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Client Configuration

This tutorial will not go into details about the options you can adjust within the client configuration settings. Instead, we will provide a broad overview of what is available in Iroha 2.

Check Iroha Configuration Reference for all available options.

Client Configuration (config.json) Example
json
{
  "TORII_API_URL": "http://127.0.0.1:8080",
  "ACCOUNT_ID": {
    "name": "alice",
    "domain_id": {
      "name": "wonderland"
    }
  },
  "BASIC_AUTH": {
    "web_login": "mad_hatter",
    "password": "ilovetea"
  },
  "PUBLIC_KEY": "ed01207233bfc89dcbd68c19fde6ce6158225298ec1131b6a130d1aeb454c1ab5183c0",
  "PRIVATE_KEY": {
    "digest_function": "ed25519",
    "payload": "9ac47abf59b356e0bd7dcbbbb4dec080e302156a48ca907e47cb6aea1d32719e7233bfc89dcbd68c19fde6ce6158225298ec1131b6a130d1aeb454c1ab5183c0"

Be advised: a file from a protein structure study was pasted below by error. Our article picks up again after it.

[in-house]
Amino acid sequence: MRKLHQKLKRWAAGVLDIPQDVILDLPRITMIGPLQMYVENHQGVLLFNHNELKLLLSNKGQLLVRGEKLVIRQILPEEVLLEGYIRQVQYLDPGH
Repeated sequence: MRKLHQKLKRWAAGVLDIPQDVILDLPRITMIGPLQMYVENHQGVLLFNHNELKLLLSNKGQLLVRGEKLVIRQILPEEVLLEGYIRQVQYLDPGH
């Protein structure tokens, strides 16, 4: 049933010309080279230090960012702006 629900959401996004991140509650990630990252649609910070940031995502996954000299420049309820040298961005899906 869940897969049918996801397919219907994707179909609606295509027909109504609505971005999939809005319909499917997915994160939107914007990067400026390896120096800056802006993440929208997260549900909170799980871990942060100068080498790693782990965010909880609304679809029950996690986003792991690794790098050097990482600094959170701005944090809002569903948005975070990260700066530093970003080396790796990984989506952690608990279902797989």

},
  "LOGGER_CONFIGURATION": {}
}

TORII_API_URL

First, the TORII_API_URL is the same as TORII API_ADDR in the peer configuration. This is the module responsible for handling incoming and outgoing connections. You should also add the prefix http:// or (preferably) https:// to the address.

If you are setting up an Iroha peer, you should also set up a domain for public blockchains. Bare connections[1] are enough for a local private deployment.

ACCOUNT_ID

The ACCOUNT_ID should be self-explanatory: the only thing you need to worry about is that the account must exist in the blockchain. In the example genesis.json, you can see how we set up the alice@wonderland account.


  1. We're using the HTTP prefix to connect to the Iroha API. An alternative to that is an HTTPS connection, which wraps HTTP in SSL. ↩︎